First I want to say I really appreciate your concern for your daughter AND your willingness to look at your own approach. You did nothing wrong, and were only trying to help.
That having been said, unfortunately your daughter is clearly not open to your help at this time. This is obviously a very touchy subject for her. She is going through whatever she is going through with weight and food and she might be experiencing other emotional symptoms such as depression as well. Unfortunately, you may be the last person she will turn to for help, because you are her mother and mothers and daughters have difficult relationships. Eating disorders are often about control and so she will probably react strongly to anything she sees as an effort to control her.
What can you do? Right now, maybe nothing. If she is willing, continue your pleasant relationship as if nothing happened. If she brings it up again you might want to just gently say you were just concerned, didn't mean to overstep, and that you are there for her, perhaps that if she doesn't feel comfortable talking with you but talks with someone else that is ok too. She has all the cards now.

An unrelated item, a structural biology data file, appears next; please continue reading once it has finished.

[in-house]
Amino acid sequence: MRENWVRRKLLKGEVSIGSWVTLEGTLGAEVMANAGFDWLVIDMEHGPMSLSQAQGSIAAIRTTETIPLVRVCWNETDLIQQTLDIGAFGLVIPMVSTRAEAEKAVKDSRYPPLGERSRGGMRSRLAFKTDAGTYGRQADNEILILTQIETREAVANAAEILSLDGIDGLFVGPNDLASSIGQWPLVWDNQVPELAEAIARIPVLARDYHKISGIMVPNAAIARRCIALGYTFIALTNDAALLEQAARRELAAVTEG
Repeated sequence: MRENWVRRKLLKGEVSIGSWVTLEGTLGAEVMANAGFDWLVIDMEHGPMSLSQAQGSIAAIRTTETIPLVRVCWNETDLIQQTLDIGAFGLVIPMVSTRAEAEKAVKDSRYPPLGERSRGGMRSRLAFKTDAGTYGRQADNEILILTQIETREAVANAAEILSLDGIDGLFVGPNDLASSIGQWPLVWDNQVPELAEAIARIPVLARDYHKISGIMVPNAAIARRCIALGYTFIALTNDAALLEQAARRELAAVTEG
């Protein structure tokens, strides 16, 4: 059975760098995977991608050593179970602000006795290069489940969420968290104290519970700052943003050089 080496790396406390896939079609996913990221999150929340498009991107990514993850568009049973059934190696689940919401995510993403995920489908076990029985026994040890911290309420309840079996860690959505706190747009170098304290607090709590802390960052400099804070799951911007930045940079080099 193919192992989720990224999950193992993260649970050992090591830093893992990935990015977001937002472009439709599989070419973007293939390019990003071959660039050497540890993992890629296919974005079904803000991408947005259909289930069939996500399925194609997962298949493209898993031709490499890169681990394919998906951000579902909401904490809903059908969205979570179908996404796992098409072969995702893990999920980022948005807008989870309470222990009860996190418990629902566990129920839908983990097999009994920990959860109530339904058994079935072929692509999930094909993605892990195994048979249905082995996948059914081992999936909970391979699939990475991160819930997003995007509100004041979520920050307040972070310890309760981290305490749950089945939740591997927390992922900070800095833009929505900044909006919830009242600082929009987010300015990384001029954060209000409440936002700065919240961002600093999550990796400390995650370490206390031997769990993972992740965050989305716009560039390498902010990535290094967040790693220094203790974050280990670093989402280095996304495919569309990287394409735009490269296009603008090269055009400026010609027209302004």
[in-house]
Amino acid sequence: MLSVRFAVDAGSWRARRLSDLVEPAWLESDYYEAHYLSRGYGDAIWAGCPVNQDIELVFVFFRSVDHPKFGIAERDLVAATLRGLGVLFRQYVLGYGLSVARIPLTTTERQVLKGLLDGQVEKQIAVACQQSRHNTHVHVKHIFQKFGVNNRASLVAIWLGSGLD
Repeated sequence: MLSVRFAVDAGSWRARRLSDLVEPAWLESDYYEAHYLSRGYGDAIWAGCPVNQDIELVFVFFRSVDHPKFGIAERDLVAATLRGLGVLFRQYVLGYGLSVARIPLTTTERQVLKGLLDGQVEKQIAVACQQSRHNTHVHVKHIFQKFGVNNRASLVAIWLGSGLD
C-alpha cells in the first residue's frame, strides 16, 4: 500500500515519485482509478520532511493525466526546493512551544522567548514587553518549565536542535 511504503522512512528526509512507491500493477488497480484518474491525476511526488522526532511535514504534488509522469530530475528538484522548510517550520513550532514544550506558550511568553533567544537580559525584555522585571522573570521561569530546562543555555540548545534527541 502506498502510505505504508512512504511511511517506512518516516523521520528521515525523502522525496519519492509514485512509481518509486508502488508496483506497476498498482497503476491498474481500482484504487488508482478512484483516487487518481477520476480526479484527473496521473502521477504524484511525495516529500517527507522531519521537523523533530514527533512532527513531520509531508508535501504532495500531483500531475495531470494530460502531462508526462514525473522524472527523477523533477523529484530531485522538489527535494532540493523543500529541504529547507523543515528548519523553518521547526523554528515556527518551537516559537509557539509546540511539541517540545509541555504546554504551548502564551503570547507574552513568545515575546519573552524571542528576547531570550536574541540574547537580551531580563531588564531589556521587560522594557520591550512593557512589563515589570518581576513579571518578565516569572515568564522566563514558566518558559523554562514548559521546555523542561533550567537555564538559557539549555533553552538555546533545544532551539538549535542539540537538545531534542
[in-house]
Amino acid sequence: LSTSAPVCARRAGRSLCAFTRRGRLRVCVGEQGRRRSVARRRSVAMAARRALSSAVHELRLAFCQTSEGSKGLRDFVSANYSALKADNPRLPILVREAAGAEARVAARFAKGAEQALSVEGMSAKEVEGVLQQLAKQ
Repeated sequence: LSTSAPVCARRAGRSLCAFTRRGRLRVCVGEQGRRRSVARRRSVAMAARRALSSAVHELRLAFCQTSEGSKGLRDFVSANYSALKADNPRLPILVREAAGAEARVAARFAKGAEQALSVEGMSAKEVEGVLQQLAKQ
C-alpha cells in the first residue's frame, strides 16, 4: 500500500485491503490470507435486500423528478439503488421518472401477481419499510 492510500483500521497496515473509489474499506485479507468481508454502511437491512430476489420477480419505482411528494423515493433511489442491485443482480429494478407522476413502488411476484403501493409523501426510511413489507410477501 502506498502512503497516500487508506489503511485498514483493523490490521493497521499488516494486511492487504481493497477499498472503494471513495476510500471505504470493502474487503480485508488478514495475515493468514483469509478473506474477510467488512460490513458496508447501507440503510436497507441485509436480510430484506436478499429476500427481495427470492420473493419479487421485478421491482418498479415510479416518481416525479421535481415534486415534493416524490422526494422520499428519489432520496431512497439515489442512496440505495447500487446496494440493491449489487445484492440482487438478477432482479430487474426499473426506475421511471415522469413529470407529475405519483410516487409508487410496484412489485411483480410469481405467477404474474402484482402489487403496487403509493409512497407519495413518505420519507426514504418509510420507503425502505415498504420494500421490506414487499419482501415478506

Thank you so much for your response -- I really appreciate your taking the time to share your thoughts. You are very astute to understand a situation from a description and I thank you for your advice. You have made me feel better and it is very comforting to reach out to a third party (other than family) who can see the issue in a rational way. You are a very kind person and I wish you well. DACD